ink, finger energy and dex-
terity. He made absurd
claims lambasting such wor-
thy adversaries as East
Coasters and the Greek sys-
tem. These are two select
and wonderful participants
in our campus life and
should be given their due
respect. Stop berating the
feminists and political
extremists, they are the most
important people in the
world and they're always

to my subject, Mark West,
the idiot, what should we
get Mom for Christmas?
PAUL WEST
LSA SENIOR
Vouchers edit
Was one-sied
To THE DAILY:
I understand space limi-
tations, but the analysis that
the Daily gave to the issue
of school vouchers
("Passing the Buck."
11/12/98) was blatantly one-
sided and wrong. A few
minutes on a Website devot-
ed to public policy (such as
wwwpolicv com) would
show that several of the
claims made about public
schools are ludicrous.
I have several points of
departure with the Daily's edi-
tonal staff. My personal
favorite is the fact that
University students at the
Daily are tut-tutting the elitism
of private schools. Like private
schools, U of M rejects stu-
dents. Like private schools
under vouchers, U of M
receives substantial amounts of
federal money. Putting church-
state issues aside for a
moment, is the Daily really
going to criticize private
schools for being selective?
In any event, several
claims in the Daily's editorial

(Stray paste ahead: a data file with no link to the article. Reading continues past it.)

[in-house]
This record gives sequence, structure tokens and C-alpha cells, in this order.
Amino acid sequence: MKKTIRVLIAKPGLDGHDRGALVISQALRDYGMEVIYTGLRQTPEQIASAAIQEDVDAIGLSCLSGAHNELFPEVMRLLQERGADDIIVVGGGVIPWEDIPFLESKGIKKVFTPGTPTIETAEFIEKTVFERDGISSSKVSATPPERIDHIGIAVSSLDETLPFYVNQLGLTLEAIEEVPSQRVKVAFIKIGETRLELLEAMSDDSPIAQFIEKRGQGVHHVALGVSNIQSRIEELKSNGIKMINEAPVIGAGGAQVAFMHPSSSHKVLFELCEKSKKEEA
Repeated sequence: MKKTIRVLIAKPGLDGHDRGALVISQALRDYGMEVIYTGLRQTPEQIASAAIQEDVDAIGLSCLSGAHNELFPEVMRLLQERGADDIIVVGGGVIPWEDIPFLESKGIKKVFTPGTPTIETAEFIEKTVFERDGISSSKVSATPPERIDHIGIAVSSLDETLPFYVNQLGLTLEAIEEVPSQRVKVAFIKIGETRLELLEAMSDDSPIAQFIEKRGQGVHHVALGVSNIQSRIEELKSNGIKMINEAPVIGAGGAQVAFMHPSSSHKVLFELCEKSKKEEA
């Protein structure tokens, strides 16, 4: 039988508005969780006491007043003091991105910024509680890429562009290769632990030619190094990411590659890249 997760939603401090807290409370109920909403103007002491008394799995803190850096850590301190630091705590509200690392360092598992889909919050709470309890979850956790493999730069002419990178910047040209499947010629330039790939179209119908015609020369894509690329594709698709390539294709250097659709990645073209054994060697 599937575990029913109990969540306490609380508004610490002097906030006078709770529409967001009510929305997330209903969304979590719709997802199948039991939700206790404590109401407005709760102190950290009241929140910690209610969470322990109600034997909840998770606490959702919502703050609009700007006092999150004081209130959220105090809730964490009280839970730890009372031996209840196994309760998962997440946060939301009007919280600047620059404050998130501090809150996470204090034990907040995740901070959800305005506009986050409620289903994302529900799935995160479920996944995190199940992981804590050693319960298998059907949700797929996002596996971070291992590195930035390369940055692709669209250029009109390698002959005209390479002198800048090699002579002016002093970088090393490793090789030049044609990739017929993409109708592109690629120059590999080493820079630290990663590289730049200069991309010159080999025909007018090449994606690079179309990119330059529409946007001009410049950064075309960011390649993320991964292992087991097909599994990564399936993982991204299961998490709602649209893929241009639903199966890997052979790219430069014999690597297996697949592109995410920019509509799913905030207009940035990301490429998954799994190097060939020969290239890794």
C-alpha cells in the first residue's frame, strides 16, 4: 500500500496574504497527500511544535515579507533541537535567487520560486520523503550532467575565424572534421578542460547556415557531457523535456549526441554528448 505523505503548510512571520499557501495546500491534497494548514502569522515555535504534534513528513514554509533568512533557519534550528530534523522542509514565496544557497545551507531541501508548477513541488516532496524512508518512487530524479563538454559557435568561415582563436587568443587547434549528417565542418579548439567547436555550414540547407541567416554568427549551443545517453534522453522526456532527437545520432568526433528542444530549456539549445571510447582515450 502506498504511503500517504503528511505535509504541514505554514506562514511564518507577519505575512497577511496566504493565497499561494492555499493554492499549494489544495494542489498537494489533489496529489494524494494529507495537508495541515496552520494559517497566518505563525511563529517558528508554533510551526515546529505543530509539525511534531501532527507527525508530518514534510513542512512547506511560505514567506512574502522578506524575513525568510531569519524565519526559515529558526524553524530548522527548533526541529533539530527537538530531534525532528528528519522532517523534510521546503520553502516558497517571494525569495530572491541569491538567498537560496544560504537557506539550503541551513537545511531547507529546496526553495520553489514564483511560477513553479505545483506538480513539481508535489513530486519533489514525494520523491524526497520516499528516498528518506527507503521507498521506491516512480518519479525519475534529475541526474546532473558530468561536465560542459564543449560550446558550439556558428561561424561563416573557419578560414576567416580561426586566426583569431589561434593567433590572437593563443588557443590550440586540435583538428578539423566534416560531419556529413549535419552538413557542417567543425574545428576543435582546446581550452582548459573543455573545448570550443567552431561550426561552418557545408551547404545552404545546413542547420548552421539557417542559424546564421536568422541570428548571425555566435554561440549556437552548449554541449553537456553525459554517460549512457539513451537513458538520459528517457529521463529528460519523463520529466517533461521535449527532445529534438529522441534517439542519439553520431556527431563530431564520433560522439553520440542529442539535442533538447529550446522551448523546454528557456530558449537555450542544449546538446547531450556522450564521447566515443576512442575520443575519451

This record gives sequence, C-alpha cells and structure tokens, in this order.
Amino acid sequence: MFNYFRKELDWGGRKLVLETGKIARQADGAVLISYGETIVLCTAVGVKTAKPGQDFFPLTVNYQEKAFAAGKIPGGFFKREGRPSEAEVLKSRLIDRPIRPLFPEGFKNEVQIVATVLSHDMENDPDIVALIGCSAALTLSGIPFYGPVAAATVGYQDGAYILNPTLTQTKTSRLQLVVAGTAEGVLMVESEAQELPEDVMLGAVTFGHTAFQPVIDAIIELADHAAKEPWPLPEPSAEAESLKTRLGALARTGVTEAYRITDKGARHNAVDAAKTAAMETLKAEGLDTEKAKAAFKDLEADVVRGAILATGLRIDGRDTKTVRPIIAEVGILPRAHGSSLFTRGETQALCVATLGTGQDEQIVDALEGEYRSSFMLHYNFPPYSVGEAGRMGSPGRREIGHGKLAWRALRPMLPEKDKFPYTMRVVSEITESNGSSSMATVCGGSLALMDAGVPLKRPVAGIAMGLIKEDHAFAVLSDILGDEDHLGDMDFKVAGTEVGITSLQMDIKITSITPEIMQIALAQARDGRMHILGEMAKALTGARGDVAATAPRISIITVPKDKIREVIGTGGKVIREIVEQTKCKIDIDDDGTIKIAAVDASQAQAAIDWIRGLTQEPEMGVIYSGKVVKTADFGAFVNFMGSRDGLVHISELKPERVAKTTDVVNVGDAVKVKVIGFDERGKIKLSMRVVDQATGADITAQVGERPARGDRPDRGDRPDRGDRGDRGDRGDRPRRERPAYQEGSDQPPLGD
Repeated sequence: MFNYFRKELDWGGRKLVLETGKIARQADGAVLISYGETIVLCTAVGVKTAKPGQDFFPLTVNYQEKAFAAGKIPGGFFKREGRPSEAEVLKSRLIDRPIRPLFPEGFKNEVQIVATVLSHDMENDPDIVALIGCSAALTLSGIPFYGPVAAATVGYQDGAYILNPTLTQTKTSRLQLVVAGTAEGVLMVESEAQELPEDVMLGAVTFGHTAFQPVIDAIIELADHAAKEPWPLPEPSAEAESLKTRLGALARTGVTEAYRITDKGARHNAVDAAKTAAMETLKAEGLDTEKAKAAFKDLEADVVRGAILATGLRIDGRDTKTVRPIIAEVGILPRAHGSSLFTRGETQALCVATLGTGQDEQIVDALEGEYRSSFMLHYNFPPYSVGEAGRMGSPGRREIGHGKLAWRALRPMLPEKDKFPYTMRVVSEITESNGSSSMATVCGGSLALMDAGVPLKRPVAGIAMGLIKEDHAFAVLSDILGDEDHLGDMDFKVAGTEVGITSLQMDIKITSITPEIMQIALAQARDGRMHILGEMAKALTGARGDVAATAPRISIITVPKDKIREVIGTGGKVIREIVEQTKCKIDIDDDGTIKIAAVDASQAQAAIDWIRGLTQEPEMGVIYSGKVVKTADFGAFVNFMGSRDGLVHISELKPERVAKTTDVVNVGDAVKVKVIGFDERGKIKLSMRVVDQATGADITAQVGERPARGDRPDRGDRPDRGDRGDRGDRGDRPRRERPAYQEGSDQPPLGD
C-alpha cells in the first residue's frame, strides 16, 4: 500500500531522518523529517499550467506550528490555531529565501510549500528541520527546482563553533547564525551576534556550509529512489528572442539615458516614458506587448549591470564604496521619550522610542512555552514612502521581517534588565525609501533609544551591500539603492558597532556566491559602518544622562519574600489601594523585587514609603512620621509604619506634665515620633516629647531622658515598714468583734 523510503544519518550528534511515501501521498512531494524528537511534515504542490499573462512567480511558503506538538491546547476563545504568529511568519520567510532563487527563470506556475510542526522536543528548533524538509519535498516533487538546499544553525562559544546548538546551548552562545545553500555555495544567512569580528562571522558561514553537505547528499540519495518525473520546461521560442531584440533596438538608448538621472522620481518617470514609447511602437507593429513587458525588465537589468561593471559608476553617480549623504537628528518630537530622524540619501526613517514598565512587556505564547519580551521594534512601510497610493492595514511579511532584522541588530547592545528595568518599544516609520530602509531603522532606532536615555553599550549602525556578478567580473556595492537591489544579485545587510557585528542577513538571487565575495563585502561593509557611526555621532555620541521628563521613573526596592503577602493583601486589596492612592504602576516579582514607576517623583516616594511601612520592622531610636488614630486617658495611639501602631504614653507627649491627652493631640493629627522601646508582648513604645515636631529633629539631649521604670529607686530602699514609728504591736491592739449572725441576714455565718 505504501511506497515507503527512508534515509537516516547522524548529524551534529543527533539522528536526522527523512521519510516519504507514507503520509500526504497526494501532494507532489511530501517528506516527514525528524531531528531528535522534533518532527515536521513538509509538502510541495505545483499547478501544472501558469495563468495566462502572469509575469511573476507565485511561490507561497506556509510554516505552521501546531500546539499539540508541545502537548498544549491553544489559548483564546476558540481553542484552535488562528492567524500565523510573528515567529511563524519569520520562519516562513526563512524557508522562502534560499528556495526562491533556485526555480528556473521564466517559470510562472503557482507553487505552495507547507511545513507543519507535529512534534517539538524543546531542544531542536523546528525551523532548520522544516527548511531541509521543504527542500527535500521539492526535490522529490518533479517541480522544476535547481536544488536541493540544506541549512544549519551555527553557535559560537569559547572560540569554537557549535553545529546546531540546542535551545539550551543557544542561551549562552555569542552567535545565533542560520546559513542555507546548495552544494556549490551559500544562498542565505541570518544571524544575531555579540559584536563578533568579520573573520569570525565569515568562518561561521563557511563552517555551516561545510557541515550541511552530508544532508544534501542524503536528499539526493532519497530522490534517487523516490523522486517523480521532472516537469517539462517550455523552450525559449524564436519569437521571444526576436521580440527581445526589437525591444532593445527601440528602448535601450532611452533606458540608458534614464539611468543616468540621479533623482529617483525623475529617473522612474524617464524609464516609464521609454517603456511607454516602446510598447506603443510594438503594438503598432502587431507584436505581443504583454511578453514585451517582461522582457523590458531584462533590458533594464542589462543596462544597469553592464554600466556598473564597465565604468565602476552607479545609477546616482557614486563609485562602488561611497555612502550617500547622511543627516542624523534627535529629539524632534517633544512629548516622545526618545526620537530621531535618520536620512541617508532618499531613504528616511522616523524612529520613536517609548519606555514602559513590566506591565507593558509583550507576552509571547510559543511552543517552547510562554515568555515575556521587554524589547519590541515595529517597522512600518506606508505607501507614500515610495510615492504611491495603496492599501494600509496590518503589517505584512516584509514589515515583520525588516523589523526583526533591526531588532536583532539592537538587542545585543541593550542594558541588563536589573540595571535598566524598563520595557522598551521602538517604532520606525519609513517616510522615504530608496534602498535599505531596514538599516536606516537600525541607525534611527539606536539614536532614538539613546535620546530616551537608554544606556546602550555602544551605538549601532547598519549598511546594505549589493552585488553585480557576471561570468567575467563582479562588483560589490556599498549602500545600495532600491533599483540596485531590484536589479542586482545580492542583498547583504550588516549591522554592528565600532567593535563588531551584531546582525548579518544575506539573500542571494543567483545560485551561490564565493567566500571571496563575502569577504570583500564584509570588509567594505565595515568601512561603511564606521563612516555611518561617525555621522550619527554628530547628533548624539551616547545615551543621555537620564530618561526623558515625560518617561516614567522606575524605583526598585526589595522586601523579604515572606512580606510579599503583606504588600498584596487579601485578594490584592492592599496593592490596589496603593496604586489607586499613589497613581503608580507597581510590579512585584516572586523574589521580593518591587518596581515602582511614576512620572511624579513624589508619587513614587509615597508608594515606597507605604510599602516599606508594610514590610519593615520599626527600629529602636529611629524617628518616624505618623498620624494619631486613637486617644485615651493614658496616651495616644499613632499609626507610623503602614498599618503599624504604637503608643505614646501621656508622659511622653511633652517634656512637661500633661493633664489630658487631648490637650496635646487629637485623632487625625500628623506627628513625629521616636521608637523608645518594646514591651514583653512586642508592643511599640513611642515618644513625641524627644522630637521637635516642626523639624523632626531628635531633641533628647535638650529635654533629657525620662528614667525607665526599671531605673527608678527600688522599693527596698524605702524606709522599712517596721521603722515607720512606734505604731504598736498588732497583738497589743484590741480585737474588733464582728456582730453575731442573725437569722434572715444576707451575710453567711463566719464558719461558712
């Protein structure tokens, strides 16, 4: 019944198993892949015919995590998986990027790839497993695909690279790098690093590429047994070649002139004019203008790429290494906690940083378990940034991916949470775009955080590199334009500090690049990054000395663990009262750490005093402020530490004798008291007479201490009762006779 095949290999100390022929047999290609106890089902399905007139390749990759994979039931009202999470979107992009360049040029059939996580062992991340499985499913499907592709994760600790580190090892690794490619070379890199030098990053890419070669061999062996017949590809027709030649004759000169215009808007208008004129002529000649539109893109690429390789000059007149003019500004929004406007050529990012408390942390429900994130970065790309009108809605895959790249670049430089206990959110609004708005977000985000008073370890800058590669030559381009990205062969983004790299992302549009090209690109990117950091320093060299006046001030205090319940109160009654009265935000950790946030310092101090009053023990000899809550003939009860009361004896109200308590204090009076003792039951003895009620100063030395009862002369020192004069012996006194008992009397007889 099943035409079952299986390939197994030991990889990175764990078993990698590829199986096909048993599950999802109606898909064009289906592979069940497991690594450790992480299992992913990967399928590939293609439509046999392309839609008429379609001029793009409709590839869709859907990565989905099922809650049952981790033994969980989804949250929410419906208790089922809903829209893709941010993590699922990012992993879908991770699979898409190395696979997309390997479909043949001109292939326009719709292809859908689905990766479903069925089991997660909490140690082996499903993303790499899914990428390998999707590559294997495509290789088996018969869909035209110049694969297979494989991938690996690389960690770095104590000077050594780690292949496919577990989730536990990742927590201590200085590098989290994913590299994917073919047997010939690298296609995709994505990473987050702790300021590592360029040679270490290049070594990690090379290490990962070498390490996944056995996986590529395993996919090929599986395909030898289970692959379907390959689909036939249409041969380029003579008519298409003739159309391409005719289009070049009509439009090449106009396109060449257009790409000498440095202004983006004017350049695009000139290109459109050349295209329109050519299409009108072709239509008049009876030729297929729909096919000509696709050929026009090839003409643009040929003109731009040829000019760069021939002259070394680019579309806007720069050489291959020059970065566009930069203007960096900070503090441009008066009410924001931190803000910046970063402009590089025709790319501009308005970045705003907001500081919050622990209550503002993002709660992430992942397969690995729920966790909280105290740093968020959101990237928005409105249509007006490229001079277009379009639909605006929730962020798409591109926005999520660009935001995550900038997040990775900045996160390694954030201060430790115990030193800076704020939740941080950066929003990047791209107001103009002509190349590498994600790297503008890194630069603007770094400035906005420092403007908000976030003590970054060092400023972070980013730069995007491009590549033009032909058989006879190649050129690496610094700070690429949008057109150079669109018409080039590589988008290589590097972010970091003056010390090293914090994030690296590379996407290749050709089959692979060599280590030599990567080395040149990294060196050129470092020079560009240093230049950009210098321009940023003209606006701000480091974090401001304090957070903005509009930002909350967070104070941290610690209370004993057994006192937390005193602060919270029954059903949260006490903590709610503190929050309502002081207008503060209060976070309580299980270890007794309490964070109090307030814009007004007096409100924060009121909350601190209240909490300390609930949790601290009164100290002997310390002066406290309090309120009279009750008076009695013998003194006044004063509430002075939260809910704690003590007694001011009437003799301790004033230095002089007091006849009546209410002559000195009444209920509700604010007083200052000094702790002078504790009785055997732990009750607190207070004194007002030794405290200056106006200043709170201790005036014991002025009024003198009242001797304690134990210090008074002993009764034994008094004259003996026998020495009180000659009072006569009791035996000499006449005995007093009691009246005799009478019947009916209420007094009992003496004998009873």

are incorrect. First, the edito-
rial quotes the Witte study,
which states that the annual
evaluations of the Milwaukee
voucher program compare
students in private schools
with the entire public school
population, finding no gains.
Fine. But, when three
researchers from Harvard
University compared students
who want the vouchers and
get them with those who
were denied the voucher,
there are substantial gains in
scholastic achievement (both
math and verbal) for the
voucher recipients. For what-
ever reason, public schools
are clearly failing to help a
group of students that private
schools are able to help.
Second, the claim that
$5,000 "can never cover all
of the expenses of sending a
child to'a private school" is
wrong. The Cato Institute
has put together a study that
"average tuition for all pri-
vate schools, elementary
and secondary, is $3,116 or
less than half of the cost per
pupil in the average public
school, $6,857." For ele-